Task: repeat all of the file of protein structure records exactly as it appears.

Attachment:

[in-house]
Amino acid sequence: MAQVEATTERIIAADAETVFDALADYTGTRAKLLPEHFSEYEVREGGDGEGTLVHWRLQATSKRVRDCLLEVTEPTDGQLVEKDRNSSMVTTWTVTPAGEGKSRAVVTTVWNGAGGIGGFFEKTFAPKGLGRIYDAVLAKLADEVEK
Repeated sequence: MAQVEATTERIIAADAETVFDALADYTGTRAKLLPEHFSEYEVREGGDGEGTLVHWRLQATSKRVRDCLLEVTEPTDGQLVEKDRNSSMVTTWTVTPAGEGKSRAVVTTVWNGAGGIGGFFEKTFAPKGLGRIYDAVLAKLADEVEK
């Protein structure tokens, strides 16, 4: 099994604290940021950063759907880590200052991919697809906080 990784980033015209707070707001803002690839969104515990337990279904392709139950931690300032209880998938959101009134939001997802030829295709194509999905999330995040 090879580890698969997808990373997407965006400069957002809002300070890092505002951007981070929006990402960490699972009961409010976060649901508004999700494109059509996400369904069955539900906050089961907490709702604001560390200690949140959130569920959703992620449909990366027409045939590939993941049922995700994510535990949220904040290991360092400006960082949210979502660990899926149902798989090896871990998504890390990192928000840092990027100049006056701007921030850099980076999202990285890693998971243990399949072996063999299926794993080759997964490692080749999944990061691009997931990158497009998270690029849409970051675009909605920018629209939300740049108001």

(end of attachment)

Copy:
[in-house]
Amino acid sequence: MAQVEATTERIIAADAETVFDALADYTGTRAKLLPEHFSEYEVREGGDGEGTLVHWRLQATSKRVRDCLLEVTEPTDGQLVEKDRNSSMVTTWTVTPAGEGKSRAVVTTVWNGAGGIGGFFEKTFAPKGLGRIYDAVLAKLADEVEK
Repeated sequence: MAQVEATTERIIAADAETVFDALADYTGTRAKLLPEHFSEYEVREGGDGEGTLVHWRLQATSKRVRDCLLEVTEPTDGQLVEKDRNSSMVTTWTVTPAGEGKSRAVVTTVWNGAGGIGGFFEKTFAPKGLGRIYDAVLAKLADEVEK
């Protein structure tokens, strides 16, 4: 099994604290940021950063759907880590200052991919697809906080 990784980033015209707070707001803002690839969104515990337990279904392709139950931690300032209880998938959101009134939001997802030829295709194509999905999330995040 090879580890698969997808990373997407965006400069957002809002300070890092505002951007981070929006990402960490699972009961409010976060649901508004999700494109059509996400369904069955539900906050089961907490709702604001560390200690949140959130569920959703992620449909990366027409045939590939993941049922995700994510535990949220904040290991360092400006960082949210979502660990899926149902798989090896871990998504890390990192928000840092990027100049006056701007921030850099980076999202990285890693998971243990399949072996063999299926794993080759997964490692080749999944990061691009997931990158497009998270690029849409970051675009909605920018629209939300740049108001």